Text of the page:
Currently the limit on the amount the US government can borrow is a mind-boggling $31.4 trillion. This limit was reached this past January and since then the US Treasury has been using “extraordinary measures” to continue to pay government bills. Funds from these measures, such as using available tax revenue or borrowing from the retirement accounts of federal workers (not allowed by private employers), are said to become exhausted by about June 1st or so.
The government borrows (or issues debt) because it spends more than it takes in via tax revenue. These borrowed funds are used to pay government workers, but for numerous other critical reasons including:
- continuous payments to Social Security recipients
- reimbursement to doctors for Medicare
- salaries for US Military and military contractors
- payments on existing US Treasury debt
Payments on existing US government debt, including interest and principal, is the priority due to US Treasury securities being – literally – the world’s “risk free” security. Therefore, it is predicted that in order to prevent global financial market mayhem, payment on US Treasury debt is #1 on the list in any (albeit unlikely) default situation.
There is precedent for a potential US debt default or government shutdown from 2011 when President Obama and House Speaker John Boehner in the 11th hour came to a compromise on spending and debt. Even after that crisis was averted, the debt rating on US Treasury securities was downgraded for the first time in history from AAA to AA+, where it remains today.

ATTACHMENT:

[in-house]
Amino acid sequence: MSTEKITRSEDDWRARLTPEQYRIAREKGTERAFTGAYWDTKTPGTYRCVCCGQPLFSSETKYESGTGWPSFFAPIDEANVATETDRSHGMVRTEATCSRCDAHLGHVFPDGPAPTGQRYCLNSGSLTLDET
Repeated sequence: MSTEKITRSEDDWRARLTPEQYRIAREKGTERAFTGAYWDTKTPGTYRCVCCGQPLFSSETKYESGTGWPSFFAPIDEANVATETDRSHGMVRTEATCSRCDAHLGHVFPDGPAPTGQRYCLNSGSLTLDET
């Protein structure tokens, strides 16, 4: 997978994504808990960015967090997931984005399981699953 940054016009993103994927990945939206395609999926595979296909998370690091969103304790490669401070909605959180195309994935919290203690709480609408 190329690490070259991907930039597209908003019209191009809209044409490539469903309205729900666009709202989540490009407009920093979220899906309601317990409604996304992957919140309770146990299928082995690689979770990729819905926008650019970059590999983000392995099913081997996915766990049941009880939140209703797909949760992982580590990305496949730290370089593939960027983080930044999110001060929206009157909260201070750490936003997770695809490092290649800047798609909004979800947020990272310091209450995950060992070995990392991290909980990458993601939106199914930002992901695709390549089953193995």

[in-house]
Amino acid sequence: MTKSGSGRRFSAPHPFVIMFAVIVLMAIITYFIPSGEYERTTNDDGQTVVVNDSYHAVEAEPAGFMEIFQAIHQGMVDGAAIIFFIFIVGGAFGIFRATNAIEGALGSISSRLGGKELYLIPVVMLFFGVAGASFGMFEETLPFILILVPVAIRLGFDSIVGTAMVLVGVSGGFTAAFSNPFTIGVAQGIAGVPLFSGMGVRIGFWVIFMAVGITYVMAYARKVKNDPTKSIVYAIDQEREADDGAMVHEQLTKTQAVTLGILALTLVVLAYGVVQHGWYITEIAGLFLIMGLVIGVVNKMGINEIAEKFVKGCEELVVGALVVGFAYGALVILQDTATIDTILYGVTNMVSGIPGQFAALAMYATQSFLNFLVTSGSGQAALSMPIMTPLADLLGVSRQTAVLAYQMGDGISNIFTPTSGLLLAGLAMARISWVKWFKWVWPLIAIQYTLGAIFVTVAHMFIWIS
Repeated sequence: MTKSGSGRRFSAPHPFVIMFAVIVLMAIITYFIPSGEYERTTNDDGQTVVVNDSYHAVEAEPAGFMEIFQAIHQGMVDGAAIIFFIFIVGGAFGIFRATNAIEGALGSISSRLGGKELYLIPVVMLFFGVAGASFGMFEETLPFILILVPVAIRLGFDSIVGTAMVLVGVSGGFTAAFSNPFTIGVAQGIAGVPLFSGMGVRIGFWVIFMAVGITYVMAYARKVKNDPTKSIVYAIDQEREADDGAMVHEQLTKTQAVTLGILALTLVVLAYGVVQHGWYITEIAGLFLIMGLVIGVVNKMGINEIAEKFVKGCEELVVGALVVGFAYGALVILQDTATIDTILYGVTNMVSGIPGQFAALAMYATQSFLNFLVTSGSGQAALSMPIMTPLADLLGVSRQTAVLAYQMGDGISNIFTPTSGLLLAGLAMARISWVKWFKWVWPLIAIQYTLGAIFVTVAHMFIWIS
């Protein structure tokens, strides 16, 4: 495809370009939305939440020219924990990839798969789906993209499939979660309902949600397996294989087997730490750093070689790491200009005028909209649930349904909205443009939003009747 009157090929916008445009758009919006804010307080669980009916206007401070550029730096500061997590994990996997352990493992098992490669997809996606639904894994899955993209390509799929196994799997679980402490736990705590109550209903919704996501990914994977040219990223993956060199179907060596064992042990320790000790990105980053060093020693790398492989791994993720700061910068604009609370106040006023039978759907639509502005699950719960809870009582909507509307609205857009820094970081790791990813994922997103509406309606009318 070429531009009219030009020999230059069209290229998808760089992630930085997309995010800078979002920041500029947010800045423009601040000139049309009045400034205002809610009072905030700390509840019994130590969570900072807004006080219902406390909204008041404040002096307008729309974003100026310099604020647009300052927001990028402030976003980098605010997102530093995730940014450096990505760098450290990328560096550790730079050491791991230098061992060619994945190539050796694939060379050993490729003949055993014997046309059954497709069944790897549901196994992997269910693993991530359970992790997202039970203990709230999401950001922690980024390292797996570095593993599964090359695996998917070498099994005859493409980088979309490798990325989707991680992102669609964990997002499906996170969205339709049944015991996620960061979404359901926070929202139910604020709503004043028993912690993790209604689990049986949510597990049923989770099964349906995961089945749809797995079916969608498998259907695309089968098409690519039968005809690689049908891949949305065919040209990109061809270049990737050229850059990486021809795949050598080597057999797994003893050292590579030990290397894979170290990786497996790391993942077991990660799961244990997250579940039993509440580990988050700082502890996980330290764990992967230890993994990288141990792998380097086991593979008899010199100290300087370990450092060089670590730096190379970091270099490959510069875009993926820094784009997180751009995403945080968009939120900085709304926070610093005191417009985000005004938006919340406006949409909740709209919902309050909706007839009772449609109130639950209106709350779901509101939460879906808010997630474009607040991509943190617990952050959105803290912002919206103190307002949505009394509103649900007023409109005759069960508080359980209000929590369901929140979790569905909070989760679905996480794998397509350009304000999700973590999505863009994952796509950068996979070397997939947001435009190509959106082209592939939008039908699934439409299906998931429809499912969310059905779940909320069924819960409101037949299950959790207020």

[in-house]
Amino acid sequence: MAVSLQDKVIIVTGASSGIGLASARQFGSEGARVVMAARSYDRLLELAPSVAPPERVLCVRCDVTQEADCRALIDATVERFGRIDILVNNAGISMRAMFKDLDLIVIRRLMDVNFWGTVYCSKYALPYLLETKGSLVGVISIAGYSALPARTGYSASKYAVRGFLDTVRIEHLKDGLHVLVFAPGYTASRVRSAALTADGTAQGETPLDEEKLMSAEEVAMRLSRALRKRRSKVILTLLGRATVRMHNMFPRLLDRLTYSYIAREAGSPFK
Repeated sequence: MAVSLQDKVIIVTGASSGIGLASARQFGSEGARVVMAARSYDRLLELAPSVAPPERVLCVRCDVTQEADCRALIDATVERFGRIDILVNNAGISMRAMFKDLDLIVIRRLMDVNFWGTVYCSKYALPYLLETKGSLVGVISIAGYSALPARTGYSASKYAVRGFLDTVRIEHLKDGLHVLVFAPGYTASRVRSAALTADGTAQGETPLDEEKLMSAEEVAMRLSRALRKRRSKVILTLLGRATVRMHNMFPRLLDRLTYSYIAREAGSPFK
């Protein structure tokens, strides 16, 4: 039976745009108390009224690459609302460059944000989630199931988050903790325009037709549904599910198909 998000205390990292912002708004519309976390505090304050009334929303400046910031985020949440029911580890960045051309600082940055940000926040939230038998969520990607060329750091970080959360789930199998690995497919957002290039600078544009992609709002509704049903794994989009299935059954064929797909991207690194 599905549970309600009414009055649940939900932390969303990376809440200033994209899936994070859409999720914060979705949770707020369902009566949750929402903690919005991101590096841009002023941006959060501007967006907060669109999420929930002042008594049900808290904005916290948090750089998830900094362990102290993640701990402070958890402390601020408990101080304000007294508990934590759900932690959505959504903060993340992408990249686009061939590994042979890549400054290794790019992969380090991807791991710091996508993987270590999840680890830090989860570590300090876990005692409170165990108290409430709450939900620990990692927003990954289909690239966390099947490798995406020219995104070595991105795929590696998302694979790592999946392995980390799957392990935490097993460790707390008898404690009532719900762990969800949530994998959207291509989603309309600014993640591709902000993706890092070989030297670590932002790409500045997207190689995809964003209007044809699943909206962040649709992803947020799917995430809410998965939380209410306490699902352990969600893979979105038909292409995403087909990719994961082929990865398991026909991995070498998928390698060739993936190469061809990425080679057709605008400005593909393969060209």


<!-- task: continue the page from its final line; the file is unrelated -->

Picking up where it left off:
Recent commentary from former US Federal Reserve Vice Chairman, Alan Blinder*, reminds us that the “debt limit” could be abolished altogether. Blinder states that among advanced nations, only Denmark has a debt limit law. The obvious reason for having a debt limit law is to create fiscal discipline, but over decades fiscal discipline in the US (and numerous countries) has gone by the wayside. So, Blinder suggests abolishing the law and doing away with the problem “forever”.
But, as the argument goes, doing away with the debt limit law eliminates key leverage by the party ruling Congress to begin the “cutting spending” conversation. And therein lies the rub.
One of the key solutions to averting a default – or any delay in payments on US Treasury debt – is for legislative action being taken swiftly and an agreement struck by the President and Congress. Of course, the “cutting spending” conversation is painfully obvious too??
Keen observers state that the likelihood of a US debt default is low, but it will come down to the wire once again.
*WSJ.com. April 19, 2023.